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## A question on Pic-A-Pix solving techniques

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A question on Pic-A-Pix solving techniques - 7/19/2019 4:44:09 AM
RobotArm

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I'm working on one of the black-and-white Pic-A-Pix puzzles from last week and I'm really quite stuck. I've made a good start, but I've been studying this for a while and can't see a next move. So I have a couple questions:

1. Some of the other puzzle types here sometimes require proof by contradiction to make any progress; If a square is either black or white, guess that it's black and if that leads to an impossible situation then you know it must be white. Then you can undo your moves back to where you made the guess, set the square to white, and continue. I hate using that method in the Pic-A-Pix puzzles, though. Does anyone know if some Pic-A-Pix puzzles require that method to solve, or is there always a deduction that can be reached just by looking at the puzzle in its current state?

2. Depending on the answer to question 1, if I'm still stuck, can I post the puzzle here and get a nudge in the right direction, or is that frowned upon?
RE: A question on Pic-A-Pix solving techniques - 7/19/2019 8:42:52 AM
dave

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The best way is to post here a scan/photo of the puzzle at the point in which you are stuck. I'm sure some of our fans will quickly suggest which next steps can be taken and why

Thanks, Dave

RE: A question on Pic-A-Pix solving techniques - 7/19/2019 12:33:48 PM
RobotArm

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Many thanks for any help. Hopefully I should just need the next move and can start making progress from that.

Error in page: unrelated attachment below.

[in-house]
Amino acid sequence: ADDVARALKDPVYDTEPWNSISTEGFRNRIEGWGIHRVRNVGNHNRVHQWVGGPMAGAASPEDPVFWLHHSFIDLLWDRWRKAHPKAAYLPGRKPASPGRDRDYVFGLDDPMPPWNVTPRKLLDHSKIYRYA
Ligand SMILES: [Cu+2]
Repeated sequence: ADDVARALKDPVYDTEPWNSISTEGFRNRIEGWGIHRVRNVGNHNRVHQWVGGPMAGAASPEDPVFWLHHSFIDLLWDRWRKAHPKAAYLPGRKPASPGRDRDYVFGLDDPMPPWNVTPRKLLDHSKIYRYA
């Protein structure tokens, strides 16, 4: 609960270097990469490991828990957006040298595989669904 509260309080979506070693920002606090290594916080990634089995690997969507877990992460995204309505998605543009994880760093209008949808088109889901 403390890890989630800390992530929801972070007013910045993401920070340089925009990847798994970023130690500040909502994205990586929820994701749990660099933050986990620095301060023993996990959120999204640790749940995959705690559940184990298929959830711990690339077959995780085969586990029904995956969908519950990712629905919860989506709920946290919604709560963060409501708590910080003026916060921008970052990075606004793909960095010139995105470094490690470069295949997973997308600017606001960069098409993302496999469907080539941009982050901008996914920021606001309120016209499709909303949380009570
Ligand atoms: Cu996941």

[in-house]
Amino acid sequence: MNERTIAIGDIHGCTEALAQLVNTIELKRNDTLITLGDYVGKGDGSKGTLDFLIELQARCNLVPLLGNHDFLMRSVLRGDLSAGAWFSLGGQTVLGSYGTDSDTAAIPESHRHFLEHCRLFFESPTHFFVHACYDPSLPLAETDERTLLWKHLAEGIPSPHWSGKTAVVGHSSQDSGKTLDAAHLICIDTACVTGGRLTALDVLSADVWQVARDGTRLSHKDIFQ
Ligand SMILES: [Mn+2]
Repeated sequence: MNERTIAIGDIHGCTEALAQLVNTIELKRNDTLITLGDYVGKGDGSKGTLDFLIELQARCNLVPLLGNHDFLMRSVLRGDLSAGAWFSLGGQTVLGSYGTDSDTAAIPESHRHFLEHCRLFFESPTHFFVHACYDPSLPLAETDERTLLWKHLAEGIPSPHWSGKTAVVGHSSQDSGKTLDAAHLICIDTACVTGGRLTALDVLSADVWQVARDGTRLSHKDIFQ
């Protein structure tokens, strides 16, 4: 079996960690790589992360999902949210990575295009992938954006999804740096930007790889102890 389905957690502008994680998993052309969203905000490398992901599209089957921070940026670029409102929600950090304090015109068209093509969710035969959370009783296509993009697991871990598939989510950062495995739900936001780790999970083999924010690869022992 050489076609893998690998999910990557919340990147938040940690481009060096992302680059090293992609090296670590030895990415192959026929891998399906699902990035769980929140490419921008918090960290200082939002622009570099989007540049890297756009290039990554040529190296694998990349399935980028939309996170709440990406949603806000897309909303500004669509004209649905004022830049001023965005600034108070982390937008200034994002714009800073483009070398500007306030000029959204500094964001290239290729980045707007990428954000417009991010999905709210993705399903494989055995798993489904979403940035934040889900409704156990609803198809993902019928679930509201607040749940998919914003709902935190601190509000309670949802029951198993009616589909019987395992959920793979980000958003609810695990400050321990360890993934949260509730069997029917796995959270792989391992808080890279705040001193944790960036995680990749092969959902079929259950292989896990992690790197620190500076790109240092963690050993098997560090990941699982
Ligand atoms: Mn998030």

Attachment (1)

RE: A question on Pic-A-Pix solving techniques - 7/21/2019 12:40:01 PM
RobotArm

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It makes me feel a little better to think that everyone else is stumped, too.

RE: A question on Pic-A-Pix solving techniques - 7/22/2019 5:44:01 AM
CharleneTX

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I usually help with these, but I'm traveling at the moment and can't attempt to find a solution using my phone. I can look at it in August.

RE: A question on Pic-A-Pix solving techniques - 7/22/2019 7:10:18 PM
Ahlyis

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First, let me say that I am not the right person to ask about pic-a-pix puzzles. I love trying to help here when people ask, but pic-a-pix is not one of my strong points.

I just wanted to comment on something else you said in your first post.

quote:

ORIGINAL: RobotArm

1. Some of the other puzzle types here sometimes require proof by contradiction to make any progress; If a square is either black or white, guess that it's black and if that leads to an impossible situation then you know it must be white. Then you can undo your moves back to where you made the guess, set the square to white, and continue. I hate using that method in the Pic-A-Pix puzzles, though. Does anyone know if some Pic-A-Pix puzzles require that method to solve, or is there always a deduction that can be reached just by looking at the puzzle in its current state?

I understand that sentiment. I truly do. I had a friend (sadly no longer with us) who used to say the same thing to me. And I agreed with him at the time even though it bothered me. So eventually I stopped and thought about it some more. What was bothering me about that argument? Well, what bothered me is that it is completely arbitrary and essentially bogus.